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Burmese Ethnology Burmese OriginsBurmese Ethnology Burmese Origins

Burmese Ethnology Burmese Origins  – Records related to very early Burmese history before the advent of Buddhism are rare, due to Burma’s turbulent history of invasions, tribal battles, excessive vandalism by its victors, internal conflicts, and earthquakes.

Many historians have theorized and written about Burma’s ancient history, much of it derived from some existing Burmese chronicles written on ancient stone slabs which postdate the introduction of Buddhism and most dated to the middle of the 11th century as well as archaeological discoveries predating Buddhism, dating to the bronze age which gives some insight into the original early inhabitants of Burma.

Due to Burma’s turbulent history and its geographical location which borders the Bay of Bengal, Bangladesh, Laos, Thailand and China have presented a myriad of controversial opinions regarding the origins of its people and its current name ‘Myanmar’. It is among one of the most fascinating countries in the world. The people of Myanmar are diverse with more than 100 ethnic groups, rich in culture and the arts.

The Origins of the name Myanmar

In a paper written by Burmese Archeologist Bhone Tint Kyaw ‘The History of Brahmmar called Pyu‘  he states that Myanmar’s original name in Pali is Bammar or Brahmmar, in Sanskrit, it is pronounced Brah-mar. The former Professor of the History Department of Yangoon University from 1946/7 W. S. Desai, mentioned that India traditionally called Burma “Brahmmar Desa”.

He goes on to say that the name Brahmmar changed to Mranmmar and eventually Myanmar and was known as Myanmar in 3 CE. The Tang records between 7 and 13th referred to Myanmar as Pyu. The Song records from the 11 to 13th centuries and the Yuan-Shi records in the 13 to 14th centuries referred to the country of Bammar as Pagan, Myanmar, and Pyu.

The views of another well-known Archeologist Kaw Sein Ko at the time of his writings in the late 19th century ‘Burmese Sketches’, mentioned that there was a great deal of controversy related to the derivation of the term ‘Mranma’. Two opposing theories were held, whilst Arthur P Phayre (British Historian says that the word is derived from ‘Brahma’. Paul Ambroise Bigandet (1813 – 1894), a French Catholic Missionary and Buddhist Scholar traces it to ‘Mein’, the Chinese designation for Burma. The word Mein however did not occur in Chinese history until around 1000 AD., before that and during the Tang dynasty (618-907 AD), Burma was known to the Chinese as Piao, which is pronounced Pyu or Piu by the Cantonese, retaining the archaic pronunciation in the Chinese language.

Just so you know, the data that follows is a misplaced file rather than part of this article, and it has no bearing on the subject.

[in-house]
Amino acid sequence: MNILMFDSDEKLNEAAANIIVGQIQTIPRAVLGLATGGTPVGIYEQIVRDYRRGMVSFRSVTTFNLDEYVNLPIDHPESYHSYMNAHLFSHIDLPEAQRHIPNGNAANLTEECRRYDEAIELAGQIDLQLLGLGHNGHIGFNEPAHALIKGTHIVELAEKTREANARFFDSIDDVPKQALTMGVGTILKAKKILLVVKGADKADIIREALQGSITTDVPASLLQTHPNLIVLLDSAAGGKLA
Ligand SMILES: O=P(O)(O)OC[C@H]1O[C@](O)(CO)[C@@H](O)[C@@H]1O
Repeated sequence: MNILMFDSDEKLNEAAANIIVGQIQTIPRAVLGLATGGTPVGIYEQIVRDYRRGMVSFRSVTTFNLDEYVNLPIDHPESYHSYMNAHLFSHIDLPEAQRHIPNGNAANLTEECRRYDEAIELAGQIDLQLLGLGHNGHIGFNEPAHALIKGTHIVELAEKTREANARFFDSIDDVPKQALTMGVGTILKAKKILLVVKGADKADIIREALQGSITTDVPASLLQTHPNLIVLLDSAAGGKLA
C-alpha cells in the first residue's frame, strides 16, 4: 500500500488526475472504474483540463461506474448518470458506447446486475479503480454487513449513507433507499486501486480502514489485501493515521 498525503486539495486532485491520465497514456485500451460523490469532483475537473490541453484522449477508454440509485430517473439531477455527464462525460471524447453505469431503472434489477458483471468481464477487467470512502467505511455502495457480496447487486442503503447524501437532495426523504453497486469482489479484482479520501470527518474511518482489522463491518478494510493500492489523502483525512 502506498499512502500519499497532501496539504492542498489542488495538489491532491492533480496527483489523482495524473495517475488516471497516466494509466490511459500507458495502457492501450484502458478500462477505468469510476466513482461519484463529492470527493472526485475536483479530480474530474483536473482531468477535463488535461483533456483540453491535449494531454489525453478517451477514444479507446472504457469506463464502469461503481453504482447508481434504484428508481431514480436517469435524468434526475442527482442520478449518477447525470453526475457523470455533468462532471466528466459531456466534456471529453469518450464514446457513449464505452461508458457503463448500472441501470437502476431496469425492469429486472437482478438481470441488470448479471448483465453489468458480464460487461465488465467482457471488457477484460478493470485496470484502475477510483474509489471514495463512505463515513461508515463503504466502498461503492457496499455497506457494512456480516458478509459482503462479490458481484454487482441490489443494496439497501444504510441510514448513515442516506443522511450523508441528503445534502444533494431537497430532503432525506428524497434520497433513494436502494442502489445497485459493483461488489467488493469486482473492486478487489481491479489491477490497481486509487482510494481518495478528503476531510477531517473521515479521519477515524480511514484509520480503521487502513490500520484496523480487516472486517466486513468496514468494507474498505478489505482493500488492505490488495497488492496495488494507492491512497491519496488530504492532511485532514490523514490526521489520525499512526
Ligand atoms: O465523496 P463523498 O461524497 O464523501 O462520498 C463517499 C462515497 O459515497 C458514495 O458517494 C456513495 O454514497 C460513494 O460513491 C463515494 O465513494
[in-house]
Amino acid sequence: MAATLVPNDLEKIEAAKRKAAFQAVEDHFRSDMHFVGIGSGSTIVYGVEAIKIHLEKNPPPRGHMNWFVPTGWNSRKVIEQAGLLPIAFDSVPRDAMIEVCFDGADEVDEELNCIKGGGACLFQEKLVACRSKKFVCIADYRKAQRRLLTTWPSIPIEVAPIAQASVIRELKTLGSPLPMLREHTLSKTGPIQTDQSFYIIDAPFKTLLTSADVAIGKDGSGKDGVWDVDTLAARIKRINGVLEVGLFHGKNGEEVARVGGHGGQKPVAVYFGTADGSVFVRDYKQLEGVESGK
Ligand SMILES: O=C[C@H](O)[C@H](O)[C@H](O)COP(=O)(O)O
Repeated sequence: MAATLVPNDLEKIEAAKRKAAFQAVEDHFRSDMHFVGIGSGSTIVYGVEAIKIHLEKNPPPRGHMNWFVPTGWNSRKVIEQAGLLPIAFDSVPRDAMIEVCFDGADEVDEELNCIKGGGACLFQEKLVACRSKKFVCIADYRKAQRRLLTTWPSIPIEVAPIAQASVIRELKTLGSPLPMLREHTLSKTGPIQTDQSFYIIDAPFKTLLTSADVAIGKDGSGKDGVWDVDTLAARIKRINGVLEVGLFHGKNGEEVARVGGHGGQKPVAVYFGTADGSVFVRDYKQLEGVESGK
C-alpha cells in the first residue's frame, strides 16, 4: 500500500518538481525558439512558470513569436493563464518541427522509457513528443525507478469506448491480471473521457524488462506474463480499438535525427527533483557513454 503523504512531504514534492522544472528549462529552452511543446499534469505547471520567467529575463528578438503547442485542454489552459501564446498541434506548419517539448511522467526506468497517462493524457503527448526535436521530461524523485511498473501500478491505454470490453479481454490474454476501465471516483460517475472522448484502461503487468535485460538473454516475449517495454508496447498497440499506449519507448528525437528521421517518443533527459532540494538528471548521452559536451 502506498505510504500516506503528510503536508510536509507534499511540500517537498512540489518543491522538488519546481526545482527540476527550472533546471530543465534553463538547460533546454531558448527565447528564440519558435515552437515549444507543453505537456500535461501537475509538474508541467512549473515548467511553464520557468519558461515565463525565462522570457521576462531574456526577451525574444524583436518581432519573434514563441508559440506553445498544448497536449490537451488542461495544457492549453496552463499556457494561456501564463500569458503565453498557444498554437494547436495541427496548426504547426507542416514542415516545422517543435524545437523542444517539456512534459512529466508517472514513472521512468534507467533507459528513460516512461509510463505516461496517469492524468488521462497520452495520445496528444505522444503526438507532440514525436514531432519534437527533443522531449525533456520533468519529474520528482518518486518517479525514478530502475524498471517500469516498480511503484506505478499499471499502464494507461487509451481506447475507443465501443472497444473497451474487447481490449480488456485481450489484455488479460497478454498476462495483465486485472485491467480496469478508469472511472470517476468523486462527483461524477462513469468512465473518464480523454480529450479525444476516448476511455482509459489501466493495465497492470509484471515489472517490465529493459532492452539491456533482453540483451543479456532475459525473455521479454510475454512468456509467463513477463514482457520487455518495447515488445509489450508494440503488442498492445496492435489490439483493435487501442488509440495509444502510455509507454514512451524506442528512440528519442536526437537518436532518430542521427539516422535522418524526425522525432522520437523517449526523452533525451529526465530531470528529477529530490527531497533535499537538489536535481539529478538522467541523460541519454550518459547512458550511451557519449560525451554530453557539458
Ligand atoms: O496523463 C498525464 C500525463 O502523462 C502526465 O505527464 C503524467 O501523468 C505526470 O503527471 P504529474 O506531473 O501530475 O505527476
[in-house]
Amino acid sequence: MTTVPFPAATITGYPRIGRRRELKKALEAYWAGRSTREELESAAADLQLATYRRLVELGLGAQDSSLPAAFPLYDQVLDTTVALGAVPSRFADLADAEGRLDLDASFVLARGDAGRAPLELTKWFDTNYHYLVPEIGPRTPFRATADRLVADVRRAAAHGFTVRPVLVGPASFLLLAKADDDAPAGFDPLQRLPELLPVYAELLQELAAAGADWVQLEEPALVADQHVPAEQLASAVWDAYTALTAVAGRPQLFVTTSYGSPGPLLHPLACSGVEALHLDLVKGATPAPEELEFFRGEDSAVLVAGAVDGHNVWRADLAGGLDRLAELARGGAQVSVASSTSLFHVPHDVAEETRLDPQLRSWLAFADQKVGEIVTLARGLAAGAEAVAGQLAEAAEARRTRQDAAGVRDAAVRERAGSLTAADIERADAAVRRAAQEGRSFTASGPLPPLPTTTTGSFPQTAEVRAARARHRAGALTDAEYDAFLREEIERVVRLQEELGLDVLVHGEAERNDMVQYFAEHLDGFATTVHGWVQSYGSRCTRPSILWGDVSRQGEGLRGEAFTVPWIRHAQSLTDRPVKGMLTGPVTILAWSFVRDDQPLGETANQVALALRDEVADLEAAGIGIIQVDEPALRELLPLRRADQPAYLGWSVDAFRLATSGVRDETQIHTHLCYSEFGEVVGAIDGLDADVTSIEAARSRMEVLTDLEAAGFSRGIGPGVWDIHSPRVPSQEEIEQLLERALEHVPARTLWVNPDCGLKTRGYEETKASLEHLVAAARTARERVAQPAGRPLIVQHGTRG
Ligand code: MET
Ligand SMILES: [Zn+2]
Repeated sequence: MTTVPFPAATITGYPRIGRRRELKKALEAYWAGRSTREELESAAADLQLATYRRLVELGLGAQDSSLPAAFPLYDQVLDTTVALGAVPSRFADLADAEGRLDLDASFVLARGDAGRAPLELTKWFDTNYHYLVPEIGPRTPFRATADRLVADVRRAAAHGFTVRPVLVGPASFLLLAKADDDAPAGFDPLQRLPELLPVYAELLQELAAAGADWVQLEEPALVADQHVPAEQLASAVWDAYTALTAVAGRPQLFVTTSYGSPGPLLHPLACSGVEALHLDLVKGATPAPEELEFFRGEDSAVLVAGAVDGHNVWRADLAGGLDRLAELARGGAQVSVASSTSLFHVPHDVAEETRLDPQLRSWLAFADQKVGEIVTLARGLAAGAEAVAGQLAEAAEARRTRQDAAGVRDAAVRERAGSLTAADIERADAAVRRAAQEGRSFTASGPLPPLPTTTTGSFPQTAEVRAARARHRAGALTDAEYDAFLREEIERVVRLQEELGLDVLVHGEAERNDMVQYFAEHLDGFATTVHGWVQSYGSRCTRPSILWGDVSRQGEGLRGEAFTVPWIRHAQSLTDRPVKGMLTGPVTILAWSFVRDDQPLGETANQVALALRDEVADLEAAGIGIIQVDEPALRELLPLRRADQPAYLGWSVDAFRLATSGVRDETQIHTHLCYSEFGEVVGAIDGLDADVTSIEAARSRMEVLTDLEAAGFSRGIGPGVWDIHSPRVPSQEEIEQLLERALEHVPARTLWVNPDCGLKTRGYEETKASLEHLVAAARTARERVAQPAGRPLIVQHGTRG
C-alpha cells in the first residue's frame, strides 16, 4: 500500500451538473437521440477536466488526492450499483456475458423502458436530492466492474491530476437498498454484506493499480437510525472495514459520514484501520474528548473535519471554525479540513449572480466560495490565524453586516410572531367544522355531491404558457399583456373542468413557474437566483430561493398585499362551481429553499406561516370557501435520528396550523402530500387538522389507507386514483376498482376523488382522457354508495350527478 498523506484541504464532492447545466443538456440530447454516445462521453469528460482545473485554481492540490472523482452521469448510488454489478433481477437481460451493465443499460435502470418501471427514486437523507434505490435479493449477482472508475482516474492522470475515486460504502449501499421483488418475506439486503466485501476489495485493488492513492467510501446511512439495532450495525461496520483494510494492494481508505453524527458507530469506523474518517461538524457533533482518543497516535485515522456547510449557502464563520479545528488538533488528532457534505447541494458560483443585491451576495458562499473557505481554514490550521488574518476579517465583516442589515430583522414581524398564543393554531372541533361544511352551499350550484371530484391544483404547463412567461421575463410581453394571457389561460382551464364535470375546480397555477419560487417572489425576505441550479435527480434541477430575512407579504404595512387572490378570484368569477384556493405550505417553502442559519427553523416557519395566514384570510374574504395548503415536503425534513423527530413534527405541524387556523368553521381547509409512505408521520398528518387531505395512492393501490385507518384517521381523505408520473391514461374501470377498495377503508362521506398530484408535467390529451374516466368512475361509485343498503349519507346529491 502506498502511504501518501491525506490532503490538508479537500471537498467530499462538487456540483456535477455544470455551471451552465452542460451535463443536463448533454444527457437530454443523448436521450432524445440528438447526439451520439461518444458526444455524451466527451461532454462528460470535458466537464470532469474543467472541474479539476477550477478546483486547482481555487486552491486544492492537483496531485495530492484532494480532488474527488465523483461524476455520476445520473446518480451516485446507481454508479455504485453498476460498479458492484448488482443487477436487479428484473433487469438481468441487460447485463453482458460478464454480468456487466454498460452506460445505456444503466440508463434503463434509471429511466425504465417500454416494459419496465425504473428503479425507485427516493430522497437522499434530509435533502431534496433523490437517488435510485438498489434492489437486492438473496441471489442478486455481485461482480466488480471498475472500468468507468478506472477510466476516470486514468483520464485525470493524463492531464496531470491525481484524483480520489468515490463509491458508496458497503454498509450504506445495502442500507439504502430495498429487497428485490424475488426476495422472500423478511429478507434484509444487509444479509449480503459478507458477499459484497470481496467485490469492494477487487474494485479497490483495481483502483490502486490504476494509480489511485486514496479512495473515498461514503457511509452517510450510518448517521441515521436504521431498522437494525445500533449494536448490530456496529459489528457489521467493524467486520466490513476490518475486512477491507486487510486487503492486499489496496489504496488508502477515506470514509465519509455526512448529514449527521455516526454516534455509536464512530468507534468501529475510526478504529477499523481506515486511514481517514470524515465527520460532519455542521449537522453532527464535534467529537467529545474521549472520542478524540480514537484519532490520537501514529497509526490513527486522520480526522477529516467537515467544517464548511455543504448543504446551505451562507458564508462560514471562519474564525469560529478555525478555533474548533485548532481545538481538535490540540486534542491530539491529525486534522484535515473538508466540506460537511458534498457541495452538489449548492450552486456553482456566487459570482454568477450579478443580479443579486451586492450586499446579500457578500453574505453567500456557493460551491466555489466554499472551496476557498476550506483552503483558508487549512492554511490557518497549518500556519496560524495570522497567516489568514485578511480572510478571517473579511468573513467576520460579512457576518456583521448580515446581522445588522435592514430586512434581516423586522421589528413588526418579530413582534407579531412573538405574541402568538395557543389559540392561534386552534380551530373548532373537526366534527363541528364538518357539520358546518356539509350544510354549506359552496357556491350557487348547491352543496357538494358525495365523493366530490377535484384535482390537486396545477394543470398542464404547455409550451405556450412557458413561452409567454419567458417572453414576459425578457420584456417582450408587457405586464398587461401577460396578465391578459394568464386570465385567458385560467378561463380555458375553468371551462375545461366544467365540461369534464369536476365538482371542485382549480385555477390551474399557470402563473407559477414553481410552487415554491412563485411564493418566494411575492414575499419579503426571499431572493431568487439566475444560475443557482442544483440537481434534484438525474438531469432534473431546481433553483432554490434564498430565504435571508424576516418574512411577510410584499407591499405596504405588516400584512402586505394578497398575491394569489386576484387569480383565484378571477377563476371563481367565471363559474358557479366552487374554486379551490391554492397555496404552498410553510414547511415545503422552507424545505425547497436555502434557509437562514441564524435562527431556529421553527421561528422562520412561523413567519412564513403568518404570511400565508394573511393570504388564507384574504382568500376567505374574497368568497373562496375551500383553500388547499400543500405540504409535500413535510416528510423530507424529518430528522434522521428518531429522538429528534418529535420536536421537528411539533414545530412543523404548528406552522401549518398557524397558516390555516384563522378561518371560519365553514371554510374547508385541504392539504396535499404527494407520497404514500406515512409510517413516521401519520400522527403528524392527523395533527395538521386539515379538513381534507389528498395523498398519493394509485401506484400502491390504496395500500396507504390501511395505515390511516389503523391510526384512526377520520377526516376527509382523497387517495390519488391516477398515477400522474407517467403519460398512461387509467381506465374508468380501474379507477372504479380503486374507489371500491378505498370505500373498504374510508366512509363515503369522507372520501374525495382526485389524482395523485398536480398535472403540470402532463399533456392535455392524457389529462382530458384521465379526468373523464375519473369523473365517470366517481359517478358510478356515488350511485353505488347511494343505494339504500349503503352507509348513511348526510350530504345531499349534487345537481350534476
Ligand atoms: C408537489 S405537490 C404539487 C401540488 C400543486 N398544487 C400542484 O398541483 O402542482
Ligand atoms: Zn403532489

According to Burmese history, the appellation ‘Mranma’ did not come into use till the amalgamation of the Pyu, Thet, and Kanyan tribes in the first century AD., theorizing that to a greater extent the name ‘Mranma’ could be older than the name ‘Mein’ given by the Chinese.

Burmese ethnic groupEthnology and Origins of the People of Burma

In Bhone Tint Kyaw’s paper, he says that the ancient Bammar’s chronicles mentioned that Bammar’s history began before the Christian era and that the ancient Bammer founded several capitals, capital after capital from Han-Thar-nar-Gara (Hanlin) to Tagaung before Sriksetra. The ancient Brahmi alphabet written before the Christian era has been discovered in all the cities of Hanlin, Tagaung, Srikhistra, and Pagan. He states that G.H.Luce himself mentioned that the ancient Brahmi alphabets were discovered in the ancient inscriptions of Hanlin and Sriksetra.

However, according to Bhone Tint Kyaw’s paper, he says that Luce in his writings didn’t mention that Brahmmar is the original name of Bammar, Myanmar, and Pyu that are mentioned in the ancient Bammar inscriptions and that Luce neglected all the ancient Bammar’s chronicles in the writings of his paper ‘Old Kyaukse and coming of the Burmans‘.

More than one century ago Burma’s first Archeologist  Kaw Sein Ko wrote in his book “Burmese Sketches’ that Burma was originally occupied by a Negrito race, which extended its habitat from the Andamans to the Philippines. After this it was succeeded by another of a different stock, the Mon-Khmer, represented by the Talaings (Mon), and Cambodians, as well as some scattered tribes of Khasias in Assam, Palaungs, and Was in the Northern Shan States.

It is assumed that the Mon-Khmer group originally came from Yunnan and Kueichou provinces of China, followed by the Karens who are thought to have originally migrated into Burma from China and Tibet.

These people were succeeded by the Tibeto-Burman tribes of which the Chins were the earlier and the Marus, Zis, and Lashis of the Kachin Hills were the later arrivals. These newcomers migrated to Burma from Eastern Tibet, where the allied tribes, the Lolos, Mantzu, and Sifans were still found.


The Negrito (The earliest inhabitants of Arakan)
The Mon-Khmer (A people of Indonesian stock, related to the early inhabitants of Thailand and Cambodia)
The Shan-Karen from China (an ethnolinguistic group of the Sino-Tibetan language)
The Tibetan


“The History of Brahmmar Called Pyu” By Bhone Tint Kyaw
“Burmese Sketches” (1913) By Kaw Sein Ko

Burmese Ethnology Burmese Origins
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